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The world’s smallest synthetic lifeform can now move by itself



Synthetic bacteria aren’t natural, and now scientists are starting to give them new abilities.


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Japanese scientists have “engineered the smallest lifeform that can move on its own,” and bearing in mind I’ve seen everything from mini living robots – Xenobots – made from frog cells to replicating synthetic cells unlike anything nature ever created that’s saying something. The team introduced bacterial proteins that enable movement into a simple synthetic bacterium that normally cannot move, causing it to change shape and become mobile.


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In 2010 scientists at JCVI unveiled the world’s first completely synthetic lifeform – a micro-organism derived from a synthetic chromosome made up of four chemicals and designed using a computer. Over the years other scientists tweaked the recipe to give the organism the smallest, simplest genome possible, while allowing it to grow and divide like natural cells.


See it in action


In the new study, scientists at Osaka Metropolitan University edited the latest version of the organism, known as syn3, to give it a new ability – movement. This synthetic bacteria is usually spherical and can’t get around on its own, so the team experimented by adding seven proteins thought to allow natural bacteria to swim.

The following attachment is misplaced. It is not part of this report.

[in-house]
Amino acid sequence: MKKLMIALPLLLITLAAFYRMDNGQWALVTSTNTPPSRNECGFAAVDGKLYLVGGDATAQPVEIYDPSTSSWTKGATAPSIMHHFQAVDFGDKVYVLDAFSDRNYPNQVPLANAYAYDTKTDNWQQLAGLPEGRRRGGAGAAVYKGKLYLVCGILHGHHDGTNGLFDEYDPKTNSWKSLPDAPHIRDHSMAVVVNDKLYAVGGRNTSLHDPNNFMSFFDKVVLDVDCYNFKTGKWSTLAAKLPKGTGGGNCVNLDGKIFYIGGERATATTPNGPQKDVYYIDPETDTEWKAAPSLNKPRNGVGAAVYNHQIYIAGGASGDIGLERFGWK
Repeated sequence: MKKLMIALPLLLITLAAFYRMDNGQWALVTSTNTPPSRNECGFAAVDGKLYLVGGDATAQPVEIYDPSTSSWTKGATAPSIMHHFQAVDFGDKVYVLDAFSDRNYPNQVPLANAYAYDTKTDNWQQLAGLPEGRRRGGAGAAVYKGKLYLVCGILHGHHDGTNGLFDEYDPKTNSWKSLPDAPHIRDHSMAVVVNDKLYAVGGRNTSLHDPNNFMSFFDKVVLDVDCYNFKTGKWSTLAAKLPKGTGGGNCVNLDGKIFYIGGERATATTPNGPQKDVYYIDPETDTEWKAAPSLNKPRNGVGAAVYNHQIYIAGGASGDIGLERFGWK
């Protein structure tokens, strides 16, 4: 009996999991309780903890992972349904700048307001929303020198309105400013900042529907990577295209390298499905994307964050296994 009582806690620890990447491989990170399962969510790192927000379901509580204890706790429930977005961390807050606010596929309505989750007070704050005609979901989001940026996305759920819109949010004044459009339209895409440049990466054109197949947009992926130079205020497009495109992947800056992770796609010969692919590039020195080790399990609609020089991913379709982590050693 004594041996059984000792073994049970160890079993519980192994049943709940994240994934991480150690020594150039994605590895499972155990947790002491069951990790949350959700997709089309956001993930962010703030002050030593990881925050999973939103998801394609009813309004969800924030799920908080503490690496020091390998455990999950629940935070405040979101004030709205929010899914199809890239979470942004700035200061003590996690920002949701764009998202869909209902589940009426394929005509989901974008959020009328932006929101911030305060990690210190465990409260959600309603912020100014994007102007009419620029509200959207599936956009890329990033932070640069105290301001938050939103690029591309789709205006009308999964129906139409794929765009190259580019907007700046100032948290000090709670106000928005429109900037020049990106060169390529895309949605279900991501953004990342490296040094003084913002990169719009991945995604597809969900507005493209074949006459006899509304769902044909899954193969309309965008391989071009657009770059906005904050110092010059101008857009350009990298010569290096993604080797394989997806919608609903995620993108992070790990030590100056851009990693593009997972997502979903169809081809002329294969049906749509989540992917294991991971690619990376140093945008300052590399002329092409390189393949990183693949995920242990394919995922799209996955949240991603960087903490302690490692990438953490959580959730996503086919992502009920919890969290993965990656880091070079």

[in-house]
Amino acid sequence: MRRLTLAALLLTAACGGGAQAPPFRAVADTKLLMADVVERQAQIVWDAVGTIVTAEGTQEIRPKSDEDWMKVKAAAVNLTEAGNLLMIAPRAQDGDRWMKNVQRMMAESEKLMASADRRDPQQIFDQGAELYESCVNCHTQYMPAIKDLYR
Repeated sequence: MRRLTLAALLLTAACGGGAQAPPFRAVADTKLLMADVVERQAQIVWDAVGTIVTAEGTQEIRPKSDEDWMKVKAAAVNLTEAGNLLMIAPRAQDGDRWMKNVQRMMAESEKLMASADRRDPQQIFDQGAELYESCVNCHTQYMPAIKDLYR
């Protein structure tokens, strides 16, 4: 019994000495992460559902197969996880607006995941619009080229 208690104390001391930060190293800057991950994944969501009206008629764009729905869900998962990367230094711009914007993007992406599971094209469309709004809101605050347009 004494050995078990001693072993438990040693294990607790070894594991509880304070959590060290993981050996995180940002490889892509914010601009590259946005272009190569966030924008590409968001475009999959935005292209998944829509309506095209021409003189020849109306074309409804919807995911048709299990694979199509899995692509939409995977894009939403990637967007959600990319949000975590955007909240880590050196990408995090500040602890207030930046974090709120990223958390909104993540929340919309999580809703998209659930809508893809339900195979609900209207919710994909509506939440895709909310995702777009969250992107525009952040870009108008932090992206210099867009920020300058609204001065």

These proteins were derived from a bacteria species called Spiroplasma, which has a long helix shape and can swim by reversing the direction of that helix. When the proteins were added to syn3, it changed from its usual round form to the same helix shape as Spiroplasma, and most importantly was now able to swim using the same technique.


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“Our swimming syn3 can be said to be the ‘smallest mobile lifeform’ with the ability to move on its own,” said Professor Makoto Miyata, co-lead author of the study. “The results of this research are expected to advance how we understand the evolution and origins of cell motility. Studying the world’s smallest bacterium with the smallest functional motor apparatus could be used to develop movement for cell-mimicking microrobots or protein-based motors.”

The research was published in the journal Science Advances. The team describes the work in the video below.

Source: Osaka Metropolitan University

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